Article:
Why Slow and Steady Wins the Race in Social Media

A lot of the times, new business pop up and their owners are so excited about this new venture that they think they need to see quick growth on social media. This mindset may lead them to make some rash decisions such as buying followers or spending too much on ads. And it may look impressive to investors to have gained over 1,000 followers in under a month, but savvy investors know there's more to it than that. And the day-to-day consumer probably won't even pay attention.

Let's get this out of the way right at the front: Do not buy followers. No one knows for sure, but it's estimated that about 15% of social media accounts are bots. That's 15% of about 3 billion. So, if you had every bot on Twitter following you, it would bring your follower count up to about 450 million. Sounds impressive, right? It does right up until you realize that bots aren't buying your products or telling any real people about you. You could make the case that the high number of foll…

The Dead Phone Chronicles: Part 2

[Last week on The Dead Phone Chronicles.]

This week I wanted to take a picture of something, but couldn't. It was a sticker on a box indicating that the box was ready for shipment. It said "Ok to Ship," and I thought my friends on Tumblr would get a kick out of it. Alas, I instinctively put my hand to my pocket and realized it was empty. Things like this, however, happened less and less often throughout the week. After around fifteen years of carrying some kind of cellular device, it took only a little over a week to learn that I don't have it anymore. And I'm still okay with that.

Another great achievement in cellular technology was announced this week. Not surprisingly, it was from Google. Their Project Glass came out of the labs and into the public, first with Sergey Brin wearing the computerized eyewear to a charity event benefiting blindness, and then with a video released all over the Internet. I have to admit that if the Project Glass glasses were available to the public, I would probably be saving up for them instead of a Galaxy Nexus, but, as it is, I'm not going to complain, because the Nexus is not that far out of my reach.
Now available for all races!
Project Glass is meant to bring people back out into the world instead of sitting at their computers or looking down at their phones. It gives you notifications that you glance at out of the corner of your eye instead of having to pick up and unlock a device. This is something with which I can totally get on board. Don't get me wrong; I love it when I have a phone. I love to look at something on a screen and be able to share it with the people in my immediate vicinity. And maybe the Project Glass glasses would be able to somehow sync to a hand-held screen for just such an occasion. But, as they stand, I am totally on board with technology that is inherently more instead of less social. For more on Project Glass and my reactions to other people's reactions to it, take a look at the post I made on Tumblr.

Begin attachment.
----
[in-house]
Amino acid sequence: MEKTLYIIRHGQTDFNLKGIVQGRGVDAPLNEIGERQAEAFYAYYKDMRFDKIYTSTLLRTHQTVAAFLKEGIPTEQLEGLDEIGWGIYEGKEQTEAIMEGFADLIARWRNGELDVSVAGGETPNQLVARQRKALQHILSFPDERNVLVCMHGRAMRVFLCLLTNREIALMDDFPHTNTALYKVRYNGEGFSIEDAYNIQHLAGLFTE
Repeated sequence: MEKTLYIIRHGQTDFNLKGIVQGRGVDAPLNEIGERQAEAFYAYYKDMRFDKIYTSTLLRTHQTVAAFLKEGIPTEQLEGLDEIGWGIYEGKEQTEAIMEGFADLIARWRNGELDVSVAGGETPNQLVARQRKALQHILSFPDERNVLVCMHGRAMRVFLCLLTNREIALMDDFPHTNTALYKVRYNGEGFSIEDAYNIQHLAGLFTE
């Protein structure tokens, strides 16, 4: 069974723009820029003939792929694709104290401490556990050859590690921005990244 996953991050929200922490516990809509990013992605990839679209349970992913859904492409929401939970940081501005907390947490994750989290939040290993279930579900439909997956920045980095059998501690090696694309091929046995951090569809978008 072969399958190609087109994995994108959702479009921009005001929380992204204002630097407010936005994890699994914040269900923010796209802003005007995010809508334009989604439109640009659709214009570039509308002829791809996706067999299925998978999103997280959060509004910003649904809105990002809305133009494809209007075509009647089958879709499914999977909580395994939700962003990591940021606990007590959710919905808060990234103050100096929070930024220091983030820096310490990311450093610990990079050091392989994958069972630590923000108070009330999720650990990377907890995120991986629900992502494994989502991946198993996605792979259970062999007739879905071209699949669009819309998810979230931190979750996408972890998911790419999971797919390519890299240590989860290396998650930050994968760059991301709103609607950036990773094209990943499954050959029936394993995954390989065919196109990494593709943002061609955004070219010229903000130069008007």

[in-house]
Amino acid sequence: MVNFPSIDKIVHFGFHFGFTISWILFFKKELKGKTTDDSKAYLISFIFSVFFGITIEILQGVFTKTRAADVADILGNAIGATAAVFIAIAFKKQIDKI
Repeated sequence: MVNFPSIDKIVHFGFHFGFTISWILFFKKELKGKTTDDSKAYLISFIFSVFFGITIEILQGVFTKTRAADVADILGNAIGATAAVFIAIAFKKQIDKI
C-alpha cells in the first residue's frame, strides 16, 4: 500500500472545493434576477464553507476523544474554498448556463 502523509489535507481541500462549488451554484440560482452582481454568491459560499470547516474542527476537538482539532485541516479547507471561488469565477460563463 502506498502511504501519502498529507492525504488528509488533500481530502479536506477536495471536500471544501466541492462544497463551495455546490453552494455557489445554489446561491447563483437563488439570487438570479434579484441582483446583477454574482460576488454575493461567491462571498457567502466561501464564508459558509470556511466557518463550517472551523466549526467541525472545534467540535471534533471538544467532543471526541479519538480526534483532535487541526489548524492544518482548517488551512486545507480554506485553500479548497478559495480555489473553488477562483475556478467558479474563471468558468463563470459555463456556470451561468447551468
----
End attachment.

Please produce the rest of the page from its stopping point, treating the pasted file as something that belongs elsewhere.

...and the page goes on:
Today I'm riding in a car with Zack. It's a two hour drive to Orlando and look what I'm doing - writing a blog post. I have not yet paid for a month's coverage of cell service on my Chromebook, though, so how am I accessing the Internet in the car? Well, Zack got a new phone yesterday. It's the new Windows Phone, the Nokia Lumia 900. Apparently, it's not widely available until Sunday, but he got it on pre-order. Along with this phone, he signed up for Internet sharing, so I'm stealing his wifis. And the excellent battery life on the Chromebook assures me that I'll have plenty of power for the entire trip. I'm not jealous of his phone. Not at all.
When my paycheck came in, I set aside $50 of it for my new phone. If I can do that every week, then this'll only last six weeks. And if some generous philanthropist decides to donate to the cause, it'll be even shorter. Until then, mourn not the death of my phone, but rather rejoice that I'm still connected.

Saved so far: $50; 16.67% of $300 goal.

[Read part 3]